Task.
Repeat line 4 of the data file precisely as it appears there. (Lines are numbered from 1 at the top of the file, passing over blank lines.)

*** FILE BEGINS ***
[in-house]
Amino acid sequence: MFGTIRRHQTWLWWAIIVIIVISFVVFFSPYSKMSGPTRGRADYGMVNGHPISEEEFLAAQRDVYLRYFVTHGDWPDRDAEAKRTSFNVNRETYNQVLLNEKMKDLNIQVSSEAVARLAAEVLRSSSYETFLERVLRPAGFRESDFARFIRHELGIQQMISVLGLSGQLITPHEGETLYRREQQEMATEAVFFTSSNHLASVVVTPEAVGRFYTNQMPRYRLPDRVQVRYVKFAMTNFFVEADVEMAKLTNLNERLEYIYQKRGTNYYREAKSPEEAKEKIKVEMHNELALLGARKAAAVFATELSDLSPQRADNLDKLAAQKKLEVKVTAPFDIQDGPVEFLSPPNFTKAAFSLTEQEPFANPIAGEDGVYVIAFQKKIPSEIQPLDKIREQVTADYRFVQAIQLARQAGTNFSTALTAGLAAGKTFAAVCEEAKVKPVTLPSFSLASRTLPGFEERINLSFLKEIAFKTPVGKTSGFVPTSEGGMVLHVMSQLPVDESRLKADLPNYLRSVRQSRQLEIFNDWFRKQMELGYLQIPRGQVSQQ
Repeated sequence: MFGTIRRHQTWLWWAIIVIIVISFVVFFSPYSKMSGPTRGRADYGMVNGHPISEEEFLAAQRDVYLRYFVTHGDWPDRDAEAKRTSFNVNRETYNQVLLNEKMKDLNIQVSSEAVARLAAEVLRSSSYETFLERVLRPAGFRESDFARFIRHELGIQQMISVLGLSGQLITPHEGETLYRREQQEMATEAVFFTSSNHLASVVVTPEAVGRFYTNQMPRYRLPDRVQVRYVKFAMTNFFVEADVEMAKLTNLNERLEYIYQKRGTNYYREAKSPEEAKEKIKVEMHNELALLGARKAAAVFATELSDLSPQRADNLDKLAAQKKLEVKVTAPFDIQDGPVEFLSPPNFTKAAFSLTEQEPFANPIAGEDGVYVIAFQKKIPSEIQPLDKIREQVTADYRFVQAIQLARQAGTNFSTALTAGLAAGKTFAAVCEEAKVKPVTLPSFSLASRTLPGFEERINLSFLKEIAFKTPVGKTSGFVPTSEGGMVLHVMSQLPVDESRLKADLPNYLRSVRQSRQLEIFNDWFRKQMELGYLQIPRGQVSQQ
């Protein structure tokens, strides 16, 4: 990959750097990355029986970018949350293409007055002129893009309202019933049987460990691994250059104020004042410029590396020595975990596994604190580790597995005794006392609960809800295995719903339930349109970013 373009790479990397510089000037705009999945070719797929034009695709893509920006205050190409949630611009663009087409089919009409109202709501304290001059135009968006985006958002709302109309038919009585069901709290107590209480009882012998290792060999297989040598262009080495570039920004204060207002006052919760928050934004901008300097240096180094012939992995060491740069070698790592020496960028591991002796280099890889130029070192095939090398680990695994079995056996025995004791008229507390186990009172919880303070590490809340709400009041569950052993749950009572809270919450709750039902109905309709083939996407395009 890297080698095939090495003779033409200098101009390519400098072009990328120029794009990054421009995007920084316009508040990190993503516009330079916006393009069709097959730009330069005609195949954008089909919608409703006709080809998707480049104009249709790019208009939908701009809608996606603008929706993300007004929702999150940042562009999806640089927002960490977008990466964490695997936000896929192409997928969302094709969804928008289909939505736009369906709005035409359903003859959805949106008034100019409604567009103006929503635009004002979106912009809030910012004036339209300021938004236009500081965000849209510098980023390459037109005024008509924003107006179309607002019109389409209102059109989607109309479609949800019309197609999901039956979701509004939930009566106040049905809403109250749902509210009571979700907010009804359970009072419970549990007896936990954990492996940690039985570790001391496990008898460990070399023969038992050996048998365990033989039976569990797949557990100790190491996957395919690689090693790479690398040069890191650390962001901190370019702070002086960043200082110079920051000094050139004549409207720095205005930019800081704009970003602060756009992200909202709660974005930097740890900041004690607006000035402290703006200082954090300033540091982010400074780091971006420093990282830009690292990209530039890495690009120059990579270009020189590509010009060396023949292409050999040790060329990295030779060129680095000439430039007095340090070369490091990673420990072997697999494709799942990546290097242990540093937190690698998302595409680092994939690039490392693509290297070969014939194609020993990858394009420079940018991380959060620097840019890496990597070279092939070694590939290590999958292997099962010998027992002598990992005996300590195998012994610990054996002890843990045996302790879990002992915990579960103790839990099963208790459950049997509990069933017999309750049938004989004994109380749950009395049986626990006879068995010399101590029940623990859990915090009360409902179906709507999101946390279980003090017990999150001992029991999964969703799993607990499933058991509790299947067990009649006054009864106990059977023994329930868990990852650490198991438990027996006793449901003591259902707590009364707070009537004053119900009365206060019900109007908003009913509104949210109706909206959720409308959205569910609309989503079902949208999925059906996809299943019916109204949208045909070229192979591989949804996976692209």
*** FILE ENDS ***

């Protein structure tokens, strides 16, 4: 990959750097990355029986970018949350293409007055002129893009309202019933049987460990691994250059104020004042410029590396020595975990596994604190580790597995005794006392609960809800295995719903339930349109970013 373009790479990397510089000037705009999945070719797929034009695709893509920006205050190409949630611009663009087409089919009409109202709501304290001059135009968006985006958002709302109309038919009585069901709290107590209480009882012998290792060999297989040598262009080495570039920004204060207002006052919760928050934004901008300097240096180094012939992995060491740069070698790592020496960028591991002796280099890889130029070192095939090398680990695994079995056996025995004791008229507390186990009172919880303070590490809340709400009041569950052993749950009572809270919450709750039902109905309709083939996407395009 890297080698095939090495003779033409200098101009390519400098072009990328120029794009990054421009995007920084316009508040990190993503516009330079916006393009069709097959730009330069005609195949954008089909919608409703006709080809998707480049104009249709790019208009939908701009809608996606603008929706993300007004929702999150940042562009999806640089927002960490977008990466964490695997936000896929192409997928969302094709969804928008289909939505736009369906709005035409359903003859959805949106008034100019409604567009103006929503635009004002979106912009809030910012004036339209300021938004236009500081965000849209510098980023390459037109005024008509924003107006179309607002019109389409209102059109989607109309479609949800019309197609999901039956979701509004939930009566106040049905809403109250749902509210009571979700907010009804359970009072419970549990007896936990954990492996940690039985570790001391496990008898460990070399023969038992050996048998365990033989039976569990797949557990100790190491996957395919690689090693790479690398040069890191650390962001901190370019702070002086960043200082110079920051000094050139004549409207720095205005930019800081704009970003602060756009992200909202709660974005930097740890900041004690607006000035402290703006200082954090300033540091982010400074780091971006420093990282830009690292990209530039890495690009120059990579270009020189590509010009060396023949292409050999040790060329990295030779060129680095000439430039007095340090070369490091990673420990072997697999494709799942990546290097242990540093937190690698998302595409680092994939690039490392693509290297070969014939194609020993990858394009420079940018991380959060620097840019890496990597070279092939070694590939290590999958292997099962010998027992002598990992005996300590195998012994610990054996002890843990045996302790879990002992915990579960103790839990099963208790459950049997509990069933017999309750049938004989004994109380749950009395049986626990006879068995010399101590029940623990859990915090009360409902179906709507999101946390279980003090017990999150001992029991999964969703799993607990499933058991509790299947067990009649006054009864106990059977023994329930868990990852650490198991438990027996006793449901003591259902707590009364707070009537004053119900009365206060019900109007908003009913509104949210109706909206959720409308959205569910609309989503079902949208999925059906996809299943019916109204949208045909070229192979591989949804996976692209």